In a positive sign, the pass rate for Georgia’s February bar exam continued to improve for first-time test-takers.
Of the 257 first-timers who took the February exam, 70.4 percent passed—up two percentage points from the 68.3 percent who passed the prior February exam, according to data released by the Georgia Office of Bar Admissions on Monday.
That said, the overall bar pass rate declined to 47 percent from 51.1 percent for the February 2017 exam.
“The first-time takers overall did better, and repeaters did a little worse,” said John Sammon, the executive director of the Georgia Office of Bar Admissions. “The overall result was down, but I find it encouraging that first-time takers did better.”
The February results marked the second consecutive year of gains in the first-time pass rate for the winter Georgia bar exam. The 68.3 percent first-time pass rate for the February 2017 exam was up from 64.5 percent for the February 2016 exam.
Similarly, the pass rate increased for the July 2017 exam for the first time after five years of declines. For the July exam, 66.9 percent of total test-takers passed (up 1.1 percentage points from the previous July) and 76.3 percent of first-timers passed (up 4.1 percentage points).
The other big development for the February exam, Sammon said, was the improved performance for first-time test-takers from Georgia law schools. The pass rate for that group jumped 8.4 points, from 53.9 percent last February to 62.3 percent for this exam.
All the Georgia law schools have placed a lot of focus on preparing their students for the bar exam since the pass rate started to drop a few years ago, Sammon added. “That’s why, to me, it’s so encouraging to see the first-time takers do better.”
The gains were most pronounced for Georgia State University College of Law’s first-time exam-takers. Their bar pass rate shot up from 70.6 percent last year to 88 percent for this year’s February exam.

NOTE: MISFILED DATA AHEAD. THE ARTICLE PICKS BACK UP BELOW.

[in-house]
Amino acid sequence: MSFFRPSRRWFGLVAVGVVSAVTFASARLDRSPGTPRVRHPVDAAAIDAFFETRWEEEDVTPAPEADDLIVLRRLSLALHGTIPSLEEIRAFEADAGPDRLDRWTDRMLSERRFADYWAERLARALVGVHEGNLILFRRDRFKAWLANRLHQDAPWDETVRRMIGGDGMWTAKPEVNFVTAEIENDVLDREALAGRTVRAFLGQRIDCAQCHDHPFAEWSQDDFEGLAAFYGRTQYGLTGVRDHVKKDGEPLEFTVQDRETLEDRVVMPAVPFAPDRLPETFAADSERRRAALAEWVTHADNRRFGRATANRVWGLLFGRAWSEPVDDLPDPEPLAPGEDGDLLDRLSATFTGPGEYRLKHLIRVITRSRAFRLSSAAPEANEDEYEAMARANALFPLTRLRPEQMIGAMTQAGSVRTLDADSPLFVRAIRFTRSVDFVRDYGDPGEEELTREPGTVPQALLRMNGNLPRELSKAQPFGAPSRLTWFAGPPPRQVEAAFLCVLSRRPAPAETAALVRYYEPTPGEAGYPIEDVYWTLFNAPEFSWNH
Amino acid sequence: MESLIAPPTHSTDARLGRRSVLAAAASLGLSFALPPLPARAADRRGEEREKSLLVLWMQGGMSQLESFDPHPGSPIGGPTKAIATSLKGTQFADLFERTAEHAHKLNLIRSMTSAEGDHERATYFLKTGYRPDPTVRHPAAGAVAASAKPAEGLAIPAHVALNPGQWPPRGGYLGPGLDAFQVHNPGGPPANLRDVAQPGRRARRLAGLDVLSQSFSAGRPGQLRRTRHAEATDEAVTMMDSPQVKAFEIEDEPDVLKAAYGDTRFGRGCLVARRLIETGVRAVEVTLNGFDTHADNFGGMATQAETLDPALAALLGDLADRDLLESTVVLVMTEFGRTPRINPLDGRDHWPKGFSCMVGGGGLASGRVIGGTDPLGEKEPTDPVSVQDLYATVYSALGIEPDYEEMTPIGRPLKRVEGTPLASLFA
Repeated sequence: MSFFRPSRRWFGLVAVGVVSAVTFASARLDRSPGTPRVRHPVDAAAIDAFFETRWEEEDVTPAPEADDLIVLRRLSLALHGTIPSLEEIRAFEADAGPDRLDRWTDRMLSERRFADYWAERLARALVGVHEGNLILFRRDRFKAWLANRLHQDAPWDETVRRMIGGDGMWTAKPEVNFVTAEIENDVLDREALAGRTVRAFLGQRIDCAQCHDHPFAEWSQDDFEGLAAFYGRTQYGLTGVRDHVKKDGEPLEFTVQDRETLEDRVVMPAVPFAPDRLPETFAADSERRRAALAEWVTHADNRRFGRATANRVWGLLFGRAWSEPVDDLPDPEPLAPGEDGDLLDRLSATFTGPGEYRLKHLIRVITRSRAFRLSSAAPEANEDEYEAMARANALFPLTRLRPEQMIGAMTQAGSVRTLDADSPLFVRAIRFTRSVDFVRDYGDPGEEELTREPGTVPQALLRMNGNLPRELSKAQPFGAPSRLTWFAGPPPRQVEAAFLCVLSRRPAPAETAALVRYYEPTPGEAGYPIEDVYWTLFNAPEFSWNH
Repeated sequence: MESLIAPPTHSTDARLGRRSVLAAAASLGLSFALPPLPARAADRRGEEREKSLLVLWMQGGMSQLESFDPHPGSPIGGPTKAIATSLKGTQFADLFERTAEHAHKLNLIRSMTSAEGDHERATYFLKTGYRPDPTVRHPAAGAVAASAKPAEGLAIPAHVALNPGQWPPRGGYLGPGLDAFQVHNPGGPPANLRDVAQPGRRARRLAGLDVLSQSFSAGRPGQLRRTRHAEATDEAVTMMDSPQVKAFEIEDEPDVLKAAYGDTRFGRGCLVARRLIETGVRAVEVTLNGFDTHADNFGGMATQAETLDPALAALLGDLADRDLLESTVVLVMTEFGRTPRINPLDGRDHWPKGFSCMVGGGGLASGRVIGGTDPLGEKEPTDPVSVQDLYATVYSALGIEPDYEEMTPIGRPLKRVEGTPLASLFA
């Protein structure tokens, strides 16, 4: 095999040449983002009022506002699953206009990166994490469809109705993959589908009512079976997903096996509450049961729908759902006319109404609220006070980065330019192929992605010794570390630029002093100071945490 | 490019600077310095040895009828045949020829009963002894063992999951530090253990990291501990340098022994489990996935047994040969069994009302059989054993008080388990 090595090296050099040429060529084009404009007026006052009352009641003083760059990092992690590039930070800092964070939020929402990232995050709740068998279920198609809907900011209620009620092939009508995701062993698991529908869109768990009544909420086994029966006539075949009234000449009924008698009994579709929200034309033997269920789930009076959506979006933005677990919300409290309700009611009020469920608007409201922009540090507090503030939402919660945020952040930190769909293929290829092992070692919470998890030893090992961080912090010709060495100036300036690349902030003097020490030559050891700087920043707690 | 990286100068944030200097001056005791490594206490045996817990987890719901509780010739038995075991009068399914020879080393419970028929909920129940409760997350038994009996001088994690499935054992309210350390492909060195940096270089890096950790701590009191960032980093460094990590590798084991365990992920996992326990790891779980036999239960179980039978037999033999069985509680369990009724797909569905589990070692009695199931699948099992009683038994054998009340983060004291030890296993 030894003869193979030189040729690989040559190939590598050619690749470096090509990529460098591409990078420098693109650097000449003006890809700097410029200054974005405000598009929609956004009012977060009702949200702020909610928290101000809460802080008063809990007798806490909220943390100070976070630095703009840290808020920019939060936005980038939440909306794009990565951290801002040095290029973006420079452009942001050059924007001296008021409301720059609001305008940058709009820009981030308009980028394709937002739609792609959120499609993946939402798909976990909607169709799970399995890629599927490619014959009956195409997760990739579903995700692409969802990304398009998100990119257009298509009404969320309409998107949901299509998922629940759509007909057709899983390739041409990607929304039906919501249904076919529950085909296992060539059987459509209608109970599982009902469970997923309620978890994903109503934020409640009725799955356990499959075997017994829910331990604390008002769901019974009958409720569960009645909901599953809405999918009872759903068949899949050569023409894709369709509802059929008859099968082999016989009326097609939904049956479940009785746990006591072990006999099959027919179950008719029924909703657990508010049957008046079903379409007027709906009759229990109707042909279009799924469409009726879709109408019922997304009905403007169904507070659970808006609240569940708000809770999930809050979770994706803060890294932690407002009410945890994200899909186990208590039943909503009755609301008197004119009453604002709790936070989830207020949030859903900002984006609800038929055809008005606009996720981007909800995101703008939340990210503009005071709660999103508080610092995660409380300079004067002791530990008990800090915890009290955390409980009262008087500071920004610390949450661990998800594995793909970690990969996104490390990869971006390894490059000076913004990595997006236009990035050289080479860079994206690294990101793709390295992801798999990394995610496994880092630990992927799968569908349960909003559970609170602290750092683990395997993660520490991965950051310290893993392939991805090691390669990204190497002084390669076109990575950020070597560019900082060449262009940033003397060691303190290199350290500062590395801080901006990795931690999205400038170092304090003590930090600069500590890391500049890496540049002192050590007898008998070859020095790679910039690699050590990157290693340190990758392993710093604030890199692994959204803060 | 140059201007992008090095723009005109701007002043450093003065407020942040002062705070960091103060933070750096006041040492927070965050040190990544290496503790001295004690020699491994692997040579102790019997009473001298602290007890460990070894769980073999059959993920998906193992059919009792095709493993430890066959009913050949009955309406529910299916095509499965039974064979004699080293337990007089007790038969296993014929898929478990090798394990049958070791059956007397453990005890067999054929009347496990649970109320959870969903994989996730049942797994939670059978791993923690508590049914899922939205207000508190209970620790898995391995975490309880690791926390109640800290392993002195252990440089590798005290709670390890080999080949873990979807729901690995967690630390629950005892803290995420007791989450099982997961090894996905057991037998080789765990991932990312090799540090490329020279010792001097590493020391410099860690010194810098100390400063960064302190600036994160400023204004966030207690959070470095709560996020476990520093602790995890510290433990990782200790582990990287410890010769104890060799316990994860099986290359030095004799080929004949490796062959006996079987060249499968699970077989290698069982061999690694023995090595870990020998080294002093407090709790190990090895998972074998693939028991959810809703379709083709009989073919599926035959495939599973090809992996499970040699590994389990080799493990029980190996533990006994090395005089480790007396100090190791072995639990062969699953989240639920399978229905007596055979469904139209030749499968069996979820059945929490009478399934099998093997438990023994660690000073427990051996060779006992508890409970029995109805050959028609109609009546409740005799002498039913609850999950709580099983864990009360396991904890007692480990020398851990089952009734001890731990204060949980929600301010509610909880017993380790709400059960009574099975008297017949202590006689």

“I was very pleased with GSU Law’s first-timer results,” Sammon said.
Even so, the February bar pass rates are not as reliable an indicator as pass rates for the July exam, due to the much smaller sample size, Sammon cautioned.
A total of 77 first-timers from Georgia schools took the February exam, for example, compared with 601 first-timers for the July exam from those schools.
The surge in the pass rate for first-time takers at GSU Law gave it the highest pass rate among Georgia law schools.
Emory University School of Law saw similar gains, with a first-time pass rate of 75 percent, up from 55.6 percent for the previous February, but Emory had only eight first-time exam-takers, compared with 31 at GSU.
Pass rates were tied at 66.7 percent for first-time exam-takers at the University of Georgia and Mercer University. But UGA Law’s 66.7 percent first-time pass rate dropped from 71.4 percent for the prior February exam, while Mercer’s 66.7 percent pass rate jumped from 20 percent.
The sharp fluctuation is because the number of first-timers at these schools was quite small—all in the single-digits.
UGA and Mercer fielded only three first-time test-takers apiece for the February exam, and two of the three students passed. That compares with seven UGA and five Mercer first-timers taking the exam the prior year.
For John Marshall’s Atlanta and Savannah campuses combined, the first-time pass rate dropped from 38.2 percent last year to 34.4 percent for the February exam. There were 32 first-time test-takers.
However the separate pass rates for the two schools were sharply different. John Marshall’s 25 first-time takers achieved a 24 percent pass rate, compared with a 71.4 percent pass rate for Savannah Law School’s seven first-timers.
Overall, 608 people took the February exam, including first-time law school graduates, repeaters and lawyers from out of state, compared with 1,292 exam-takers last July.
This story has been updated to break out separate first-time pass rates for Atlanta’s John Marshall Law School and Savannah Law School.